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lia href = http://www.laborradio.org/node/10615Pro-Worker Labor Secretary Hilda Solia Vows To Enforce Worker Protectiona//li
lia href = http://www.laborradio.org/node/10616New York State Ponders Slashing Tax Incentives To Filmmakersa//li
lia href = http://www.laborradio.org/node/10617Microsoft Workers Protest Cuts As Company Makes $4 Billion Quarterly Profita//li
lia href = http://www.laborradio.org/node/10618SEIU Trustees Sue Former Officers Of United Healthcare Workers Locala//li
lia href = http://www.laborradio.org/node/10619Economic Report: Younger Workers Facing Especially Tough Timesa//li
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pEconomic Report: /p
pYounger workers are facing a tougher job market. The unemployment rate for 20-24 year olds hit 13.5 percent in January up nearly four points from the same time last year. Those aged 25 to 29 saw a similar jump with unemployment rates jumping from 6.4 percent in January 2008 to 10.1 percent in January 2009. The national unemployment rate was 7.6 percent in January./p
pBy Doug Cunningham/p
pSEIU International trustees who took over the United Healthcare West local union in California have filed suit against the former officers of that local. In response to the SEIU International takeover, those officers are working to bring as many UHW members as possible into a new union called the National Union of Healthcare Workers United Healthcare Workers. SEIU International trustees filed a federal suit Tuesday accusing former UHW officers of trying to weaken and sabotage UHW while they were still serving as its officers./p
pMicrosoft contract workers who are watching the company slash their pay aren’t taking the decision lying down. On Monday workers gathered near the company’s Redmond, Washington campus to protest the decision to make the cuts at the same time the company was posting $4 billion in profits during the fourth quarter of 2008. Last week the software giant announced it would be slashing pay by 10 percent for contract labor. Microsoft plans to cut 2000-3000 jobs in the coming months./p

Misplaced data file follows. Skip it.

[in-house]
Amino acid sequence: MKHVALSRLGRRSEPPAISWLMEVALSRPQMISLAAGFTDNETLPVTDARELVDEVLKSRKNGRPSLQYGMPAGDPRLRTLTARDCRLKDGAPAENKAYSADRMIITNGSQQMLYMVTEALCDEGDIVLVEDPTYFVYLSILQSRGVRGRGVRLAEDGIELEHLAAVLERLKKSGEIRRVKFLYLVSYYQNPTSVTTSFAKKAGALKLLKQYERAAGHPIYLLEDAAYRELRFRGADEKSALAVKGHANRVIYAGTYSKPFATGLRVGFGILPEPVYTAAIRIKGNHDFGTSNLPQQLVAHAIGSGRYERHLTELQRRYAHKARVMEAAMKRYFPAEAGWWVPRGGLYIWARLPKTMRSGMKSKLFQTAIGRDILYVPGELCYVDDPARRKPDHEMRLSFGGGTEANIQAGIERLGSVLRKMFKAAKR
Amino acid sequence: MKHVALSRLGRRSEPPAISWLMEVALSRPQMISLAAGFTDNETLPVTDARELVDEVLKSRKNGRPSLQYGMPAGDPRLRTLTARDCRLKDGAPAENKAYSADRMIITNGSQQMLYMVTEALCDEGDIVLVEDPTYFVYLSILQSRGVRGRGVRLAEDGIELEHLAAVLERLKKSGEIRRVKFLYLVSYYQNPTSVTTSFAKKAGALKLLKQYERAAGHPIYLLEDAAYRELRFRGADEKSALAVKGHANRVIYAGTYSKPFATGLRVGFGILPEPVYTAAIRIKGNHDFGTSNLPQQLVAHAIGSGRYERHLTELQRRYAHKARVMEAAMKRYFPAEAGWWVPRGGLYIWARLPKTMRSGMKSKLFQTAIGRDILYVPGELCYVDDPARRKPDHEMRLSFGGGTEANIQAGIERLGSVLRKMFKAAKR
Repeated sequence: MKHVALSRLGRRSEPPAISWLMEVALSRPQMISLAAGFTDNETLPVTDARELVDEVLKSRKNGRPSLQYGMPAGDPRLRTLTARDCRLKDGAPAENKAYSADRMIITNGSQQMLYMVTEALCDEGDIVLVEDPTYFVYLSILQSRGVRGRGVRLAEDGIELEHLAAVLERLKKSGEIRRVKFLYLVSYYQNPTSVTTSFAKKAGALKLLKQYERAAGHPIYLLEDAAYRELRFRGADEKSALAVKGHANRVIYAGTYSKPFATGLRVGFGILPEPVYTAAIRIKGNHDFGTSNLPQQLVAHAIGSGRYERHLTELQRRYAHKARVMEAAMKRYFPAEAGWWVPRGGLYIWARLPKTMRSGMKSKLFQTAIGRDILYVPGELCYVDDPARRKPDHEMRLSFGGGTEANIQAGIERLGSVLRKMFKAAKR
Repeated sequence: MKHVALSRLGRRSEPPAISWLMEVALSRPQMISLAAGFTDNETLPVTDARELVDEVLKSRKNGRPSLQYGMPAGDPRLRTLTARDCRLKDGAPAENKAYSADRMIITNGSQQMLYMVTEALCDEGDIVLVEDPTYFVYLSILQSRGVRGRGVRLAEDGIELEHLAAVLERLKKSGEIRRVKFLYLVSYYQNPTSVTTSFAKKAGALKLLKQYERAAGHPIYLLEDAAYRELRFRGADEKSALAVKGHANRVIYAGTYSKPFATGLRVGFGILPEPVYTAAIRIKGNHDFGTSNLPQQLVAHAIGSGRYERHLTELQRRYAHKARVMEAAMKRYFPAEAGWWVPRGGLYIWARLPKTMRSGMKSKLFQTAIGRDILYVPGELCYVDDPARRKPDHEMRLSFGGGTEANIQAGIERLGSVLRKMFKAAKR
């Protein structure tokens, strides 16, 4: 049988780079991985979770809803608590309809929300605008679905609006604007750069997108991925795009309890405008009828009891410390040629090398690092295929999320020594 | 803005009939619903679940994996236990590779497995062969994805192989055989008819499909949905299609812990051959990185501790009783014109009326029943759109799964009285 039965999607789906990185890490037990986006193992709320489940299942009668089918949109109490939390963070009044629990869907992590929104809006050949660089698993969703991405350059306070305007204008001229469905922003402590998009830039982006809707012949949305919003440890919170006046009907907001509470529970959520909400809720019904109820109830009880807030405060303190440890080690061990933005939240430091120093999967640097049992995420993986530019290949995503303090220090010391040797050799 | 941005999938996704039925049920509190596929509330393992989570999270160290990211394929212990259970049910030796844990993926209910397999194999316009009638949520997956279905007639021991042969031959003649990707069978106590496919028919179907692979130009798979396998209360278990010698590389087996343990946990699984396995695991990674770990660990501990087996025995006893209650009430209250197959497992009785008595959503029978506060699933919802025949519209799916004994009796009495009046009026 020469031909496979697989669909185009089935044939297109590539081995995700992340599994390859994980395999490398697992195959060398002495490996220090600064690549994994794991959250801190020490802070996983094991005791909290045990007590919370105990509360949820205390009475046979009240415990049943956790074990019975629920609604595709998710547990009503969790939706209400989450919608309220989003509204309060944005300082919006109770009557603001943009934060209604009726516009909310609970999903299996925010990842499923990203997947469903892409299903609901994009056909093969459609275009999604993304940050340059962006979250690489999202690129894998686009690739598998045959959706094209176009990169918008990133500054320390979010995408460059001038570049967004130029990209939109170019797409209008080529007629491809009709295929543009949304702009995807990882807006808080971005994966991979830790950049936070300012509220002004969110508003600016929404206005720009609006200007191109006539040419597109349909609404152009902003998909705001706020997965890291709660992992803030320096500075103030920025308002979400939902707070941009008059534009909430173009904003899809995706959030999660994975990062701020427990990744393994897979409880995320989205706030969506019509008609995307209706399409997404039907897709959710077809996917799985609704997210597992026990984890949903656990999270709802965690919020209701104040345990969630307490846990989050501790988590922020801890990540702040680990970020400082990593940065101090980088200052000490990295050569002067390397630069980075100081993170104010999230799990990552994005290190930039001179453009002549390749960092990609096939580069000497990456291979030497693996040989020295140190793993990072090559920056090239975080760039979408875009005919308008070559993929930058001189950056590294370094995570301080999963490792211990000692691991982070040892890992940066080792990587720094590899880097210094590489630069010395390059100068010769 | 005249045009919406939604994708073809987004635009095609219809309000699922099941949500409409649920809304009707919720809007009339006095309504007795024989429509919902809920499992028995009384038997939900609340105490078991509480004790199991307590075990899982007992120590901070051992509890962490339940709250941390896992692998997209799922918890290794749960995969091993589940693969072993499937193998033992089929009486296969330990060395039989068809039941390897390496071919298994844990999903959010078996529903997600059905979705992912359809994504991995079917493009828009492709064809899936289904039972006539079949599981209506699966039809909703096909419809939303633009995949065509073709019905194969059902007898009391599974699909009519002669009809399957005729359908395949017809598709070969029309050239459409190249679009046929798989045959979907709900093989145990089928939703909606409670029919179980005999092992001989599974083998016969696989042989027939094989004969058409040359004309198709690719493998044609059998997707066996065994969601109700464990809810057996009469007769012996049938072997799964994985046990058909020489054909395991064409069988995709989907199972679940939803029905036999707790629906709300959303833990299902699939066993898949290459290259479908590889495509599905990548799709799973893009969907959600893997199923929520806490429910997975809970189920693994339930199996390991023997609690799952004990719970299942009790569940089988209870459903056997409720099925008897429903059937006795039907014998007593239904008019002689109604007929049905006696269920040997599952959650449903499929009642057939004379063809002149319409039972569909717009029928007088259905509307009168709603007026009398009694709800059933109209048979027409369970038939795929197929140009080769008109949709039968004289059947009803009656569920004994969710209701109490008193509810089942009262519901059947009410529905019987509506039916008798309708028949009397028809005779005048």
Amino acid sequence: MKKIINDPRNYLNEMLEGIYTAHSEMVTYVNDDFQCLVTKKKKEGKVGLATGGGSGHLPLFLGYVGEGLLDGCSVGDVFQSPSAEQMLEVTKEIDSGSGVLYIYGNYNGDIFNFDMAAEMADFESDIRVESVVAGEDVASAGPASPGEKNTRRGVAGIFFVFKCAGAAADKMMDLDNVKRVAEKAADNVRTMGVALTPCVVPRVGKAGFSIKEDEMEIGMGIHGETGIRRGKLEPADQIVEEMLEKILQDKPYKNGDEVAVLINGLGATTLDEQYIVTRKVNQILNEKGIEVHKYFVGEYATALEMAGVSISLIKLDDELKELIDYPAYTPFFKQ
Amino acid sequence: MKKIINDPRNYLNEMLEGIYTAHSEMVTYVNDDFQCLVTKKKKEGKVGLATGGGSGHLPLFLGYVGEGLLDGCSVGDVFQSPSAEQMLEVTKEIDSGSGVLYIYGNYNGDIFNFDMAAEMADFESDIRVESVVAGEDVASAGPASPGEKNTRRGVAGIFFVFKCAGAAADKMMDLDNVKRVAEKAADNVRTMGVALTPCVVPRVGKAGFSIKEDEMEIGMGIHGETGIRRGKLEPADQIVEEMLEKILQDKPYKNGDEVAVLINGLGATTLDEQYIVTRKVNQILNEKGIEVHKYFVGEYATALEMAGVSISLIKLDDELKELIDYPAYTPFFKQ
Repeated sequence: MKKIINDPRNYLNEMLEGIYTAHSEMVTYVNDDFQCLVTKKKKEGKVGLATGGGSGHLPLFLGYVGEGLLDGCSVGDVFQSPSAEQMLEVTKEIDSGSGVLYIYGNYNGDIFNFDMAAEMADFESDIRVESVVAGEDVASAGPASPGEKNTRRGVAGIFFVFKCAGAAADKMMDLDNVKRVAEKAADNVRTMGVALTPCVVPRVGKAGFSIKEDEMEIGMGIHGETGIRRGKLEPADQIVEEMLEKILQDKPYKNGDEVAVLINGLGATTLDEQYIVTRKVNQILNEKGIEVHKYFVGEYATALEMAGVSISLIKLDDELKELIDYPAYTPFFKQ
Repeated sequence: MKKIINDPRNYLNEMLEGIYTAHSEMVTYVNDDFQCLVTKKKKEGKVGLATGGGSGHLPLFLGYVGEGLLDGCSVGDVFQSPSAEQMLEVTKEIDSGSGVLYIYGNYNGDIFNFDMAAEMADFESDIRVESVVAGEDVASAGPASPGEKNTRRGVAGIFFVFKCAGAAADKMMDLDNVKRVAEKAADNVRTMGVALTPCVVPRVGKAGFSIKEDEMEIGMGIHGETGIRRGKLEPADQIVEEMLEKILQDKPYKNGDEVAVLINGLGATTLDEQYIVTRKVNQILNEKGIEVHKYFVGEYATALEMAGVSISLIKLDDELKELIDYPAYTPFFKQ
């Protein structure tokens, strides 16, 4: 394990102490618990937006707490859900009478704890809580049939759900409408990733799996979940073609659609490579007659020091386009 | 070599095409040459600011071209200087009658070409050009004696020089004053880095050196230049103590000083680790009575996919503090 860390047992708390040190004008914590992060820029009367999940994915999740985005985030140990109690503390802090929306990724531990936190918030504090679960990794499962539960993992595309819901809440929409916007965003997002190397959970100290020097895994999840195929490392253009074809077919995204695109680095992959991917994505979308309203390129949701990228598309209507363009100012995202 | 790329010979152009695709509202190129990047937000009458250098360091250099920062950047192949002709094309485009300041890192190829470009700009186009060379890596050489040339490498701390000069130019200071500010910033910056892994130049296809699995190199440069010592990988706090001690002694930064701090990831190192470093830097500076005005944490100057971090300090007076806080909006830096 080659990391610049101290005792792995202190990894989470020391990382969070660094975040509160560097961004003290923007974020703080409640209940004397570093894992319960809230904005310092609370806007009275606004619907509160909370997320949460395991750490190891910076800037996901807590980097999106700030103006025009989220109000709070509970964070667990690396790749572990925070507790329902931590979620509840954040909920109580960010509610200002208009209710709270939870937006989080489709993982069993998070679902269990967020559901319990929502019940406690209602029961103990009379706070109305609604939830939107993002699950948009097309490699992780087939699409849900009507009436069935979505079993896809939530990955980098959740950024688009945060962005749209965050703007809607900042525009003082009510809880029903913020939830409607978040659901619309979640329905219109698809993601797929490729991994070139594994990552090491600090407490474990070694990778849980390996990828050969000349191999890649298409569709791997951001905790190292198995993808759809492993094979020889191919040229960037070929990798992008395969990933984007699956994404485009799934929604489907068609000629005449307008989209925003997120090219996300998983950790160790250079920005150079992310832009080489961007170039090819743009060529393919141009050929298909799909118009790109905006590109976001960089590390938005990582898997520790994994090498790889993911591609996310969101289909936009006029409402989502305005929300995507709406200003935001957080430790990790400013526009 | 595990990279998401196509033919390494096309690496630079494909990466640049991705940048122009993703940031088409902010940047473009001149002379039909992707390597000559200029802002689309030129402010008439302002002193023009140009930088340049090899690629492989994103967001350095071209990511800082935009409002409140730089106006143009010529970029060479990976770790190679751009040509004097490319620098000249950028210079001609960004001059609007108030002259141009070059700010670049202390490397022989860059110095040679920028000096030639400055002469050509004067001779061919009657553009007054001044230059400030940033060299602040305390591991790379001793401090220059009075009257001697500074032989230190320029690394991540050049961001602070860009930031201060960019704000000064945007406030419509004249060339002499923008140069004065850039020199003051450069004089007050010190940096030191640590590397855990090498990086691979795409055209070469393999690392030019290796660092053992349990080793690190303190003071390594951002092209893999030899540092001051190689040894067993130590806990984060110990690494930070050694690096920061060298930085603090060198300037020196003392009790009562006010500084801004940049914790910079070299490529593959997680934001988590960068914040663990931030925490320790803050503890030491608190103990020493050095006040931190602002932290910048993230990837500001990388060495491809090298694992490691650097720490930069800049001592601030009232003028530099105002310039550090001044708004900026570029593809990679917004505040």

pFacing a budget deficit, New York State is looking to slash a tax incentive offered to filmmakers in that state. Proponents of the incentive say cutting the incentive could cost thousands of jobs. Jesse Russell reports:/p
pOn Monday members of New York’s film and television industry called on the state to make permanent a 30 percent tax credit intended to encourage production companies to film in the state. The credit, combined with a five percent tax credit in New York City covers 35 percent of production costs. According to advocates on Monday the credit will generate $2.7 billion for the state by 2010 and if funding continues would provide 19,000 jobs over the next two years. With funding drying up the number of television pilots filmed went from 19 in 2008 to zero scheduled for 2009./p
pBy Doug Cunningham/p
pU.S. Labor Secretary Hilda Solis told a community forum in Miami that she will fully enforce labor laws that protect workers. AFL-CIO President John Sweeney introduced Solis by saying she’s the first Labor Secretary in recent memory from a working family union background. Solis told the community forum in a Miami church that she will work to pass and then enforce the Employee Free Choice Act labor law reform making it easier for workers to join unions. The reform bars employers from intimidating pro-union workers. Solis says an Obama administration priority is protecting workers in the workplace. Solis met with the AFL-CIO Executive Council at its winter meeting in Miami Tuesday ./p
|IBEW President Ed Hill, Labor Secretary Hilda Solis and AFL-CIO President John Sweeney meet with workers at an IBEW training facility in Miami.|
In the AFL-CIO Executive Council’s first full day of meetings in Miami, union leaders today addressed vital aspects of reviving the nation’s economy for working families, including growing good jobs, reforming health care, strengthening Social Security and revising the nation’s trade practices, especially with China.
The economic recovery package is a good start to turning around America and putting workers back on the job, say union leaders, who emphasized that rebuilding the nation’s major economic engine—manufacturing—will require strong compliance with the Buy American provisions in the package.
The council also called for passage of the Employee Free Choice Act to help boost the economy by restoring workers freedom to form unions and bargain for better wages and benefits.
Meeting at the union hall of Electrical Workers (IBEW) Local 349, the Executive Council began the day with a video address from President Obama. Labor Secretary Hilda Solis—who on Monday night joined the council and 700 community members in a forum—spoke with the council during the morning session today.
She later accompanied AFL-CIO President John Sweeney and other council members on a visit to the neighboring IBEW training center where young workers are learning skills that will prepare them for jobs in the growing green job market. Here is a summary of AFL-CIO Executive Council statements approved today.